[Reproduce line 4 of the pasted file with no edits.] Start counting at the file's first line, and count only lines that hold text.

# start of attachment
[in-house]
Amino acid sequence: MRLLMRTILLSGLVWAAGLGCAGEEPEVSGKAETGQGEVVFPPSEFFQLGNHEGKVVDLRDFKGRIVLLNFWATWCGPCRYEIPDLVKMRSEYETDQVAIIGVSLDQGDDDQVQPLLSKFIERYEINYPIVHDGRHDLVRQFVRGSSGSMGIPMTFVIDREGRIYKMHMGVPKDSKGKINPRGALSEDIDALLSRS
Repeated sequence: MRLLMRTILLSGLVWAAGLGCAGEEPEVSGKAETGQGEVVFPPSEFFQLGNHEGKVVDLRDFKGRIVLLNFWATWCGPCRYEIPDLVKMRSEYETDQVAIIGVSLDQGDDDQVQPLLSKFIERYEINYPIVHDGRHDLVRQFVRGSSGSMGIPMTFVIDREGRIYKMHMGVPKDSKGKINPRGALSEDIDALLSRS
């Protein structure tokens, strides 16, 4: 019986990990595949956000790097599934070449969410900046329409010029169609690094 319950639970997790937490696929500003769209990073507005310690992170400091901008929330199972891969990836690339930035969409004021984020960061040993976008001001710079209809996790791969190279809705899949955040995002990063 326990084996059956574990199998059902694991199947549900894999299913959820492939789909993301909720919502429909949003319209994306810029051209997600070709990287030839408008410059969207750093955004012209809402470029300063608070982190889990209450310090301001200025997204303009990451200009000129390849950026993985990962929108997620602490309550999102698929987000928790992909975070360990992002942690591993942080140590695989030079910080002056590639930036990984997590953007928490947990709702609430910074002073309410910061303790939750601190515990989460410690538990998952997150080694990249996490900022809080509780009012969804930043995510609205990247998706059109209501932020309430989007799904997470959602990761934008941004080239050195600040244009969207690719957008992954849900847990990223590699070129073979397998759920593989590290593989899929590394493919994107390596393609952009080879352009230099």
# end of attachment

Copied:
């Protein structure tokens, strides 16, 4: 019986990990595949956000790097599934070449969410900046329409010029169609690094 319950639970997790937490696929500003769209990073507005310690992170400091901008929330199972891969990836690339930035969409004021984020960061040993976008001001710079209809996790791969190279809705899949955040995002990063 326990084996059956574990199998059902694991199947549900894999299913959820492939789909993301909720919502429909949003319209994306810029051209997600070709990287030839408008410059969207750093955004012209809402470029300063608070982190889990209450310090301001200025997204303009990451200009000129390849950026993985990962929108997620602490309550999102698929987000928790992909975070360990992002942690591993942080140590695989030079910080002056590639930036990984997590953007928490947990709702609430910074002073309410910061303790939750601190515990989460410690538990998952997150080694990249996490900022809080509780009012969804930043995510609205990247998706059109209501932020309430989007799904997470959602990761934008941004080239050195600040244009969207690719957008992954849900847990990223590699070129073979397998759920593989590290593989899929590394493919994107390596393609952009080879352009230099």